Secondary drowning is something that you may not know about — even if you've been CPR/First Aid trained (and you should be, see below for more on that). It can happen when a kid has a near-drowning incident, and retains some fluid in the lungs. "It occurs when a small amount of inhaled fluid acts as an irritant, causing inflammation and leakage of liquid into the lung," says Michael Roizen, M.D., chief wellness officer at the Cleveland Clinic. Strangely enough, the body can respond by adding to the liquid in the lungs, leading to pulmonary edema.
It's one of those weird, underreported health issues that can be easy to overlook, and can result in serious injury and even death. And it can occur up to 72 hours after the original almost-drowning incident.
"If your child breathes in water or comes out of the pool coughing or sputtering, monitor them closely, keeping an eye out for difficulties in breathing, extreme tiredness or behavioral changes," Roizen told YouBeauty. "All of these are signs that your little swimmer may have inhaled too much fluid."
Contrary to stories that have circulated on social media, children who have died because of secondary or "dry drowning" typically show some signs of distress when they first come out of the water.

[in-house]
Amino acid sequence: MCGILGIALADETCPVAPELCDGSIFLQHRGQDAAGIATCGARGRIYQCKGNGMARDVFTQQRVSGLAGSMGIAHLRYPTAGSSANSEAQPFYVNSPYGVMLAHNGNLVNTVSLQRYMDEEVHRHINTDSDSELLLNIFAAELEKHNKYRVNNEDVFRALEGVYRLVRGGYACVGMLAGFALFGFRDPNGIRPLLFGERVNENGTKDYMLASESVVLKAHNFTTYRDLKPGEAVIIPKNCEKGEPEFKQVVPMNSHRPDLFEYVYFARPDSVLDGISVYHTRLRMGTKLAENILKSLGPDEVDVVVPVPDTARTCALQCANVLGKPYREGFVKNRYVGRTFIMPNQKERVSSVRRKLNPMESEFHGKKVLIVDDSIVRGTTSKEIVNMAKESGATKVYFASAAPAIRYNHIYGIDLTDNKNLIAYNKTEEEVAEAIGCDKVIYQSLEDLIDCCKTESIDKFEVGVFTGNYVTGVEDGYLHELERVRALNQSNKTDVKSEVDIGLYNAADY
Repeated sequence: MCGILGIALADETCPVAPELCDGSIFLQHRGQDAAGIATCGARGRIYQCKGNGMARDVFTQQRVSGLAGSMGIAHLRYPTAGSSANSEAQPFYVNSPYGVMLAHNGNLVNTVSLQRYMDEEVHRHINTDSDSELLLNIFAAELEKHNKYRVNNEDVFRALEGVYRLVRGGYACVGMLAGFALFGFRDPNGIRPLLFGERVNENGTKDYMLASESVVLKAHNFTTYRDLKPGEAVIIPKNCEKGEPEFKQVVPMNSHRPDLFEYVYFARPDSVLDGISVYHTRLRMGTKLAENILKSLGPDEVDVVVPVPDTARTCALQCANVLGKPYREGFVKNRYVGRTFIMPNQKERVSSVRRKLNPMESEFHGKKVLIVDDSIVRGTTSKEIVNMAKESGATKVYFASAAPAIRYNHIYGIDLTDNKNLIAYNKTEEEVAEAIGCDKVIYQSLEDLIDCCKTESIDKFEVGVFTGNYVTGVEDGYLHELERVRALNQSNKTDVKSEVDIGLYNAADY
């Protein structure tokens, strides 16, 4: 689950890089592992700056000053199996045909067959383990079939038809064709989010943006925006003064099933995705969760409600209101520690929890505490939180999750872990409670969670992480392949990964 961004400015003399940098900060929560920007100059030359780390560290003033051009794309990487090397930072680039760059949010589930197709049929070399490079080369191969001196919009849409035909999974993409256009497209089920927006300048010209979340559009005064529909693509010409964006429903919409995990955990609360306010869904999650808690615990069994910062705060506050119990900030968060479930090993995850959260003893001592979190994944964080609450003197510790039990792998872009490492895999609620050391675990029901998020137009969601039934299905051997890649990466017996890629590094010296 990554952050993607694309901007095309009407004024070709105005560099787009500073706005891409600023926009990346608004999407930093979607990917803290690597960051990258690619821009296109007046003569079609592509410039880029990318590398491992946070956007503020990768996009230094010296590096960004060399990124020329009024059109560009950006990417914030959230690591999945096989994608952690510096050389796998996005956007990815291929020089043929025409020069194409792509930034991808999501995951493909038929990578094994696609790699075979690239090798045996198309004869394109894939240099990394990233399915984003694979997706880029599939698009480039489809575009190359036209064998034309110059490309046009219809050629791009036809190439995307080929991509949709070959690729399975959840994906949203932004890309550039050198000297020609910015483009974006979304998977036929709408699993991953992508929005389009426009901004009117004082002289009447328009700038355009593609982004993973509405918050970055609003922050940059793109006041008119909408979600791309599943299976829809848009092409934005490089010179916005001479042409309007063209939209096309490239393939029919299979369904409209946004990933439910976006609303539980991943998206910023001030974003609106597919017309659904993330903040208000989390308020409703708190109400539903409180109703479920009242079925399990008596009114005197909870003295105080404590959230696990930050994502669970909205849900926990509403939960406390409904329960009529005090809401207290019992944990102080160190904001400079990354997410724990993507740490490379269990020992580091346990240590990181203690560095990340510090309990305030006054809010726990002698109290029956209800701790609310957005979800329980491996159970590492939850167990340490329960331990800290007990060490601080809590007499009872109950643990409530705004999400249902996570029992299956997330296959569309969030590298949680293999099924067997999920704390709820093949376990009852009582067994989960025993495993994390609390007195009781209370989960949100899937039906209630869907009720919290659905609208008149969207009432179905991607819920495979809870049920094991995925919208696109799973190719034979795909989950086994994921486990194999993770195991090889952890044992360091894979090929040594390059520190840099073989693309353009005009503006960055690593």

It's a significant enough issue that the World Health Organization has recognized it as a problem. Anyone who is exhibiting the above symptoms after a near-drowning incident should be seen by a medical professional.
Of course, drowning (or near-drowning) can be prevented by following a few simple rules. Teaching kids to swim is the first one, and it's a skill they use for life. Putting up fences around home pools (where most drownings occur), with lockable gates can prevent accidents, and a designated "water watcher" should always have both eyes on swimming children — not on their phone or chatting with a friend.
“Drowning remains the leading cause of accidental death for children between the ages of 1 and 4,” acting Consumer Product Safety Commission Chairman Robert Adler said in a release. “Most of these incidents happen at home, and all of these tragedies are preventable. I urge all parents and caregivers to teach children to swim or sign them up for swim classes, put a fence around all pools, and always watch children in and around the water.”
I've written it before, and I will do so again; if you are a parent, or spend time around kids, you should take an American Red Cross CPR and First Aid class. If you are a childcare provider, even casually (ie. babysitting or nannying), you should have this training too — parents insist upon it for anyone who cares for your kids. It's a few hours training every few years and you could save a life. Not doing so is downright irresponsible — this is basic lifesaving information everyone should know, especially those who spend time around kids.